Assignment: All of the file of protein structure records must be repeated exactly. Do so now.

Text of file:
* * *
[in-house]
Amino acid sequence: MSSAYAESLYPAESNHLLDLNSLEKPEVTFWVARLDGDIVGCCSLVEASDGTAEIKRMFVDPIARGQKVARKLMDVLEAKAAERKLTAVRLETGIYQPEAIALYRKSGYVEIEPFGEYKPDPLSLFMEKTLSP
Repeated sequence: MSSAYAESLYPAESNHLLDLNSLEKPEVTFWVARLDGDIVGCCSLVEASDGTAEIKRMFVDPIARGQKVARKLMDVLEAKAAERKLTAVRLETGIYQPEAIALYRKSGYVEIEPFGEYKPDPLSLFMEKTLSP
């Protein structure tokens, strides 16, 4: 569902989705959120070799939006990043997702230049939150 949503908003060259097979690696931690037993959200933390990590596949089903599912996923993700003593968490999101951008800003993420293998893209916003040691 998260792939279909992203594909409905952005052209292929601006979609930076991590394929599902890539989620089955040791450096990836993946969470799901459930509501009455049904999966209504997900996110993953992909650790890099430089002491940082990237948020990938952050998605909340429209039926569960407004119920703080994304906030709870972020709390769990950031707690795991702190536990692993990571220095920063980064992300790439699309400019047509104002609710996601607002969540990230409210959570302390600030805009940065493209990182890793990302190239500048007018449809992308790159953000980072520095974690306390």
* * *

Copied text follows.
[in-house]
Amino acid sequence: MSSAYAESLYPAESNHLLDLNSLEKPEVTFWVARLDGDIVGCCSLVEASDGTAEIKRMFVDPIARGQKVARKLMDVLEAKAAERKLTAVRLETGIYQPEAIALYRKSGYVEIEPFGEYKPDPLSLFMEKTLSP
Repeated sequence: MSSAYAESLYPAESNHLLDLNSLEKPEVTFWVARLDGDIVGCCSLVEASDGTAEIKRMFVDPIARGQKVARKLMDVLEAKAAERKLTAVRLETGIYQPEAIALYRKSGYVEIEPFGEYKPDPLSLFMEKTLSP
């Protein structure tokens, strides 16, 4: 569902989705959120070799939006990043997702230049939150 949503908003060259097979690696931690037993959200933390990590596949089903599912996923993700003593968490999101951008800003993420293998893209916003040691 998260792939279909992203594909409905952005052209292929601006979609930076991590394929599902890539989620089955040791450096990836993946969470799901459930509501009455049904999966209504997900996110993953992909650790890099430089002491940082990237948020990938952050998605909340429209039926569960407004119920703080994304906030709870972020709390769990950031707690795991702190536990692993990571220095920063980064992300790439699309400019047509104002609710996601607002969540990230409210959570302390600030805009940065493209990182890793990302190239500048007018449809992308790159953000980072520095974690306390």